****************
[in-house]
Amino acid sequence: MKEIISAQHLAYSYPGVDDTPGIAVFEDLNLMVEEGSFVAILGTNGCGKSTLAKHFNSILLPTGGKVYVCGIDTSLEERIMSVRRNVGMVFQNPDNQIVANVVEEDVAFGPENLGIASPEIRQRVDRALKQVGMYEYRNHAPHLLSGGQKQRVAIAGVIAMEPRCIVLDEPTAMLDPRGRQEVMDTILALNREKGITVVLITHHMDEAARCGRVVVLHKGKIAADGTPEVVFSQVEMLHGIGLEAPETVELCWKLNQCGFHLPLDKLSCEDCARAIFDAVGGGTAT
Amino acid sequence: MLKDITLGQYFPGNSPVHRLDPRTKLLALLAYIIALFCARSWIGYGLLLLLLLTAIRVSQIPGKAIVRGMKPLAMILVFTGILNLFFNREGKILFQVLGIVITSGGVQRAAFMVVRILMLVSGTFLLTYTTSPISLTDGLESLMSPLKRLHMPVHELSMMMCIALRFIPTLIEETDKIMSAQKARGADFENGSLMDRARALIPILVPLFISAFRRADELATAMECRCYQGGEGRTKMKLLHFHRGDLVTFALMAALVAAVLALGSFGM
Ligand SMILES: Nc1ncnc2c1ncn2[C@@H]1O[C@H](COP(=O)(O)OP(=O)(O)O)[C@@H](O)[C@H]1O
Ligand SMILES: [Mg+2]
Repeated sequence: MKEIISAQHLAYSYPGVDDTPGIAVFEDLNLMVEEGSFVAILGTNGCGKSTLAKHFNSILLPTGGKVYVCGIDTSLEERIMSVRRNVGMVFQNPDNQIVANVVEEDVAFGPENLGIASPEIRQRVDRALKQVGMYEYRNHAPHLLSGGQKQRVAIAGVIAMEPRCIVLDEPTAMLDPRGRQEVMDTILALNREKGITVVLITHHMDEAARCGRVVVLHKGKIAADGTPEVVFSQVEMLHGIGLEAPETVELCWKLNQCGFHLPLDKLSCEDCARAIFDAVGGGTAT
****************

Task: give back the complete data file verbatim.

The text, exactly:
[in-house]
Amino acid sequence: MKEIISAQHLAYSYPGVDDTPGIAVFEDLNLMVEEGSFVAILGTNGCGKSTLAKHFNSILLPTGGKVYVCGIDTSLEERIMSVRRNVGMVFQNPDNQIVANVVEEDVAFGPENLGIASPEIRQRVDRALKQVGMYEYRNHAPHLLSGGQKQRVAIAGVIAMEPRCIVLDEPTAMLDPRGRQEVMDTILALNREKGITVVLITHHMDEAARCGRVVVLHKGKIAADGTPEVVFSQVEMLHGIGLEAPETVELCWKLNQCGFHLPLDKLSCEDCARAIFDAVGGGTAT
Amino acid sequence: MLKDITLGQYFPGNSPVHRLDPRTKLLALLAYIIALFCARSWIGYGLLLLLLLTAIRVSQIPGKAIVRGMKPLAMILVFTGILNLFFNREGKILFQVLGIVITSGGVQRAAFMVVRILMLVSGTFLLTYTTSPISLTDGLESLMSPLKRLHMPVHELSMMMCIALRFIPTLIEETDKIMSAQKARGADFENGSLMDRARALIPILVPLFISAFRRADELATAMECRCYQGGEGRTKMKLLHFHRGDLVTFALMAALVAAVLALGSFGM
Ligand SMILES: Nc1ncnc2c1ncn2[C@@H]1O[C@H](COP(=O)(O)OP(=O)(O)O)[C@@H](O)[C@H]1O
Ligand SMILES: [Mg+2]
Repeated sequence: MKEIISAQHLAYSYPGVDDTPGIAVFEDLNLMVEEGSFVAILGTNGCGKSTLAKHFNSILLPTGGKVYVCGIDTSLEERIMSVRRNVGMVFQNPDNQIVANVVEEDVAFGPENLGIASPEIRQRVDRALKQVGMYEYRNHAPHLLSGGQKQRVAIAGVIAMEPRCIVLDEPTAMLDPRGRQEVMDTILALNREKGITVVLITHHMDEAARCGRVVVLHKGKIAADGTPEVVFSQVEMLHGIGLEAPETVELCWKLNQCGFHLPLDKLSCEDCARAIFDAVGGGTAT